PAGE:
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Article
March 1941

Surgical Anatomy of the Head and Neck.

Arch Ophthalmol. 1941;25(3):525-526. doi:10.1001/archopht.1941.00870090149021

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Abstract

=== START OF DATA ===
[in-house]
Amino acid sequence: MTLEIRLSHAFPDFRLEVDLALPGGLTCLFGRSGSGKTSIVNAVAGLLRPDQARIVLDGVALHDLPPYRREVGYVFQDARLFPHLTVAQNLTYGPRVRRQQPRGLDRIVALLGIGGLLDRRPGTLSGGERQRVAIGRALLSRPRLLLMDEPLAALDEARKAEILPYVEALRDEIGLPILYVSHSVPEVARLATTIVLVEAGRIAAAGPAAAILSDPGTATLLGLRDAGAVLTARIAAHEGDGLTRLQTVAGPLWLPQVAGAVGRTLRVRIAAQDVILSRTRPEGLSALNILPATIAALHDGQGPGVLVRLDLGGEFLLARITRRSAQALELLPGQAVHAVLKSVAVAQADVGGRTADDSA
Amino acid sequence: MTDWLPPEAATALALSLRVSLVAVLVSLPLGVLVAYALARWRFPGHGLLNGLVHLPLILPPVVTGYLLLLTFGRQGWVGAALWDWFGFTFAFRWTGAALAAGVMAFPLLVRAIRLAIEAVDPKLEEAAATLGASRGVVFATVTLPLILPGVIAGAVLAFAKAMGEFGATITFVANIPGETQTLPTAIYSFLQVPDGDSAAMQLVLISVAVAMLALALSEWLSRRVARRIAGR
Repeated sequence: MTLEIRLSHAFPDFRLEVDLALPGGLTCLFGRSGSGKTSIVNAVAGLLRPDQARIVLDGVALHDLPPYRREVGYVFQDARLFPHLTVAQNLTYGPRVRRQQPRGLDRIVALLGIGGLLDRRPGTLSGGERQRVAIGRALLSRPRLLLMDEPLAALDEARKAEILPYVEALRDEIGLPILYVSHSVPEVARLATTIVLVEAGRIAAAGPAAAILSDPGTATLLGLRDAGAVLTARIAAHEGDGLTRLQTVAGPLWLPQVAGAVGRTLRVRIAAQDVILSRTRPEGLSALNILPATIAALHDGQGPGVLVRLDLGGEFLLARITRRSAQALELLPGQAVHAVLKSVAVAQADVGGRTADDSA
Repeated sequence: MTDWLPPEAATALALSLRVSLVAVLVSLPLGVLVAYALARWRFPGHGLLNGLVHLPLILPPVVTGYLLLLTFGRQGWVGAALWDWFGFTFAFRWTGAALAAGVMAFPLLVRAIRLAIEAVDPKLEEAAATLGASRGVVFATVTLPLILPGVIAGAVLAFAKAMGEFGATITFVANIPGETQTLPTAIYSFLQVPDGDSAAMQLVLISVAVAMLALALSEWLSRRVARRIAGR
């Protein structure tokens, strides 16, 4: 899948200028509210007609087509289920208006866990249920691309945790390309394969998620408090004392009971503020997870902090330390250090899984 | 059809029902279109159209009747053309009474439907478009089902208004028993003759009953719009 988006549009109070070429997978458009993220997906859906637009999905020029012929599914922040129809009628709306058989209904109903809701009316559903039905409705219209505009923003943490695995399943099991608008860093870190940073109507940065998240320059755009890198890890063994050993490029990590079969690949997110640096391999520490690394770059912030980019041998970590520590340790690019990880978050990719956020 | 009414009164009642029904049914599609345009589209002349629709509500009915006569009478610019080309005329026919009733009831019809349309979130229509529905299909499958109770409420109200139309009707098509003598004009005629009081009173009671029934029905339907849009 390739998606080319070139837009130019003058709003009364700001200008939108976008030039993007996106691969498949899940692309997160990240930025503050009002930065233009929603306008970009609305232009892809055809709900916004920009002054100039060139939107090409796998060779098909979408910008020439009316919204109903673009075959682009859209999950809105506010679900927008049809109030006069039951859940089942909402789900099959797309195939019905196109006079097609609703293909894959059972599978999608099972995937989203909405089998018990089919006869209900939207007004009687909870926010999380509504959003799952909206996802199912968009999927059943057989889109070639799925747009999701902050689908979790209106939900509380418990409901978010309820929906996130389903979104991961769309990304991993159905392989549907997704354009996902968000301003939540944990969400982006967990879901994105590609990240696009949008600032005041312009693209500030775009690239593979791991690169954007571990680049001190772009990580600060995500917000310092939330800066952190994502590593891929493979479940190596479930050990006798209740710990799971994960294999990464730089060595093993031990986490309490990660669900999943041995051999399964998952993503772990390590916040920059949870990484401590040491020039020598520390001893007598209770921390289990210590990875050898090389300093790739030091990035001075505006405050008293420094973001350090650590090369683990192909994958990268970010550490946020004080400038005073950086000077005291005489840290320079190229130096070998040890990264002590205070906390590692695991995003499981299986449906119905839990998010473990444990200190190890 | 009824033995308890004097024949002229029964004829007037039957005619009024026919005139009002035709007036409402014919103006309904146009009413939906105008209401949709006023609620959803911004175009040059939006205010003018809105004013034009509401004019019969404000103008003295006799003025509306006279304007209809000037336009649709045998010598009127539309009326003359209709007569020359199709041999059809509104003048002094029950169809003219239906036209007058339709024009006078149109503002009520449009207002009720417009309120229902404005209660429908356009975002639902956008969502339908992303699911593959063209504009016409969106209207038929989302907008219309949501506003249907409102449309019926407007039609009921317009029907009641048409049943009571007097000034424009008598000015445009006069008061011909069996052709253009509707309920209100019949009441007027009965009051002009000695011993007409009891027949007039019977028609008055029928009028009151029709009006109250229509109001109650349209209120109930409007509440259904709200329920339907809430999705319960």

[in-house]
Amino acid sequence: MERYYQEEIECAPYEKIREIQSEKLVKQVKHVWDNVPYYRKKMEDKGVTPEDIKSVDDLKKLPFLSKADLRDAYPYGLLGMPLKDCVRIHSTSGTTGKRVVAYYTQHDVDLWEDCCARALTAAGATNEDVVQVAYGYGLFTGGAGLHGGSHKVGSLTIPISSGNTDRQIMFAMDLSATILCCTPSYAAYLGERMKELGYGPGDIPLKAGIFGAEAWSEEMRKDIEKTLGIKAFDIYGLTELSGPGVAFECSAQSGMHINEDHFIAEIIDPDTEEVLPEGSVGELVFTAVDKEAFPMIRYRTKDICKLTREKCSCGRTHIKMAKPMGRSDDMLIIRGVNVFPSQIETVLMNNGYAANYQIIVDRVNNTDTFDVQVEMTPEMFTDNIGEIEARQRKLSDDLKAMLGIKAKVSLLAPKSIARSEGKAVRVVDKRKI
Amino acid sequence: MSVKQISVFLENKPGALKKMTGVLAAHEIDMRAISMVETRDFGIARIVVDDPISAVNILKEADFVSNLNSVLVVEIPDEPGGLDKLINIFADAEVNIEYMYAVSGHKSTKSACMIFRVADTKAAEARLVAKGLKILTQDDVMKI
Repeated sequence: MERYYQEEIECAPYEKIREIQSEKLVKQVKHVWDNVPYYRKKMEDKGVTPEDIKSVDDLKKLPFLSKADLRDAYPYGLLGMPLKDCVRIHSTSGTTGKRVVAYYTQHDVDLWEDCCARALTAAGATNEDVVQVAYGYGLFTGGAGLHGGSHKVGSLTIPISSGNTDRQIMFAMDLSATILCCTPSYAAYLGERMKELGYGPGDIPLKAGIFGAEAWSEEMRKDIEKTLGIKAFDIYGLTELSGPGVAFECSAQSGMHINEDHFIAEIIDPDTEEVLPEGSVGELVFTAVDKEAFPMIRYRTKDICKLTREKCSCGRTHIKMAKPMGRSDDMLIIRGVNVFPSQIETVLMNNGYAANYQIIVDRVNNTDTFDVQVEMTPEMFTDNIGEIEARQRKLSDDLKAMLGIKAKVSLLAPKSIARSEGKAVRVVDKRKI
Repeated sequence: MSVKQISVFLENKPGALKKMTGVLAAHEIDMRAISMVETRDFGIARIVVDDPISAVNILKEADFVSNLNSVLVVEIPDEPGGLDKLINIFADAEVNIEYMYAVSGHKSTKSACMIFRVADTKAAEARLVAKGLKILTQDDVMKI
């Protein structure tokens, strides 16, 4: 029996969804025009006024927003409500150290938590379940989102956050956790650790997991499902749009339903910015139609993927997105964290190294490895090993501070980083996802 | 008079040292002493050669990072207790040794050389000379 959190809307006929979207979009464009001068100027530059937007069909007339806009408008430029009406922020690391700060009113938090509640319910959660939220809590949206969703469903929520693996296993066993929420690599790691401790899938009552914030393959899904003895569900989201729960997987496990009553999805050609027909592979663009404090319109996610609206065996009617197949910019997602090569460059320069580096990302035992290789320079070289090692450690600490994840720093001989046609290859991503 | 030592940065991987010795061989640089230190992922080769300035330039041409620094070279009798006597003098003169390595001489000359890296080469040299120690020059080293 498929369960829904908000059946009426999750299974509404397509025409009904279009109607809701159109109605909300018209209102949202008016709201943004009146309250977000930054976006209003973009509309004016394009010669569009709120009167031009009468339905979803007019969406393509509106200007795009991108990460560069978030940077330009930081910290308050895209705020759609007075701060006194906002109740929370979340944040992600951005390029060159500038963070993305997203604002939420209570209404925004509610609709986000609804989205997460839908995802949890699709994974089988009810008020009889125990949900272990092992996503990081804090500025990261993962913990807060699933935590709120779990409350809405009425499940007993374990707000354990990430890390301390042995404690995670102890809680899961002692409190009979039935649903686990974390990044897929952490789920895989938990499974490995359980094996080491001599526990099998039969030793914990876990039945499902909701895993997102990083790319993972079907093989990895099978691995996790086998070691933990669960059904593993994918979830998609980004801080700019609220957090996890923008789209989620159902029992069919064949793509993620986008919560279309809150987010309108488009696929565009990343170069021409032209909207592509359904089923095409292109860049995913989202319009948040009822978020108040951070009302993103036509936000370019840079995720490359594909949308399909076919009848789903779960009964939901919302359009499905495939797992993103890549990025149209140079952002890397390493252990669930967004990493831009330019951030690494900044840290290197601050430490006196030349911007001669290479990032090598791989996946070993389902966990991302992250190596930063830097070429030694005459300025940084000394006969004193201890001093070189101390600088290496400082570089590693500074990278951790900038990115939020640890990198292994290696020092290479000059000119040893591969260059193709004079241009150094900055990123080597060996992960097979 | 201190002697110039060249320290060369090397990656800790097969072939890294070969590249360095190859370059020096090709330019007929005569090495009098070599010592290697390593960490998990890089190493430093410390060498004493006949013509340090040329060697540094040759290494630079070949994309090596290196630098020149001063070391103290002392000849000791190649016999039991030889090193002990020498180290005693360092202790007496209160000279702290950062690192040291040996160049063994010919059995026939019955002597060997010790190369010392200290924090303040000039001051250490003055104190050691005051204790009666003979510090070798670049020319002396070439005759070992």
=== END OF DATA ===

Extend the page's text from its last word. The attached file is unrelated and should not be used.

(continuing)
The surgical anatomy of the orbit is presented by Barnhill in his new book, which is in the form of a dissection manual. The student is directed to examine the skull and note the important bony landmarks of the orbit. Directions are then given for a dissection of the orbit from above, calling attention especially to the periorbita, the frontal and trochlear nerves, the orbital fat, the extraocular muscles, the ophthalmic artery and veins, the ciliary ganglion, the lacrimal gland, Tenon's capsule and the optic nerve. The danger of infection of the orbit from the accessory nasal sinuses is stressed, and the possibility of retrobulbar neuritis developing from an infection of the sphenoid sinus is mentioned. He calls attention to the danger of diplopia following a radical operation on the frontal sinus (Killean, Lynch and Sewell) and stresses the need for careful replacement of the periosteum and the superior oblique

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